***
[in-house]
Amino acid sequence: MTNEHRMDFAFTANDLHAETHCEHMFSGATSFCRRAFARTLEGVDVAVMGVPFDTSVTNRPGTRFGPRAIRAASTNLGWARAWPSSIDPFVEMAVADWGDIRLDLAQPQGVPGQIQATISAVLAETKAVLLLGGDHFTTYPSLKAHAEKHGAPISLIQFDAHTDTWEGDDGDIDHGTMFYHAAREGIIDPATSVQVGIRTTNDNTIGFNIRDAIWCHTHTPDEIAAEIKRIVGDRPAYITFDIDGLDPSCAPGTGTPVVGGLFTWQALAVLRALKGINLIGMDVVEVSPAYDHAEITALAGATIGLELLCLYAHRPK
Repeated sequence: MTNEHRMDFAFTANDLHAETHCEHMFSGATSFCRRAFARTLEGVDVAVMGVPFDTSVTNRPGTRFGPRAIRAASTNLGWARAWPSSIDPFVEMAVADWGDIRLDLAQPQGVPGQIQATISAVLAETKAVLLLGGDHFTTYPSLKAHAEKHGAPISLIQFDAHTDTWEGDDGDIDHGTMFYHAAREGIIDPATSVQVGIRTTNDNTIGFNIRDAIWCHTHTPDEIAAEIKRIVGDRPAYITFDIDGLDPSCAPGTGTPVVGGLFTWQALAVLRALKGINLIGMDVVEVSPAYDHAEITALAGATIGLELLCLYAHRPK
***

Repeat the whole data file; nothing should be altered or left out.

[in-house]
Amino acid sequence: MTNEHRMDFAFTANDLHAETHCEHMFSGATSFCRRAFARTLEGVDVAVMGVPFDTSVTNRPGTRFGPRAIRAASTNLGWARAWPSSIDPFVEMAVADWGDIRLDLAQPQGVPGQIQATISAVLAETKAVLLLGGDHFTTYPSLKAHAEKHGAPISLIQFDAHTDTWEGDDGDIDHGTMFYHAAREGIIDPATSVQVGIRTTNDNTIGFNIRDAIWCHTHTPDEIAAEIKRIVGDRPAYITFDIDGLDPSCAPGTGTPVVGGLFTWQALAVLRALKGINLIGMDVVEVSPAYDHAEITALAGATIGLELLCLYAHRPK
Repeated sequence: MTNEHRMDFAFTANDLHAETHCEHMFSGATSFCRRAFARTLEGVDVAVMGVPFDTSVTNRPGTRFGPRAIRAASTNLGWARAWPSSIDPFVEMAVADWGDIRLDLAQPQGVPGQIQATISAVLAETKAVLLLGGDHFTTYPSLKAHAEKHGAPISLIQFDAHTDTWEGDDGDIDHGTMFYHAAREGIIDPATSVQVGIRTTNDNTIGFNIRDAIWCHTHTPDEIAAEIKRIVGDRPAYITFDIDGLDPSCAPGTGTPVVGGLFTWQALAVLRALKGINLIGMDVVEVSPAYDHAEITALAGATIGLELLCLYAHRPK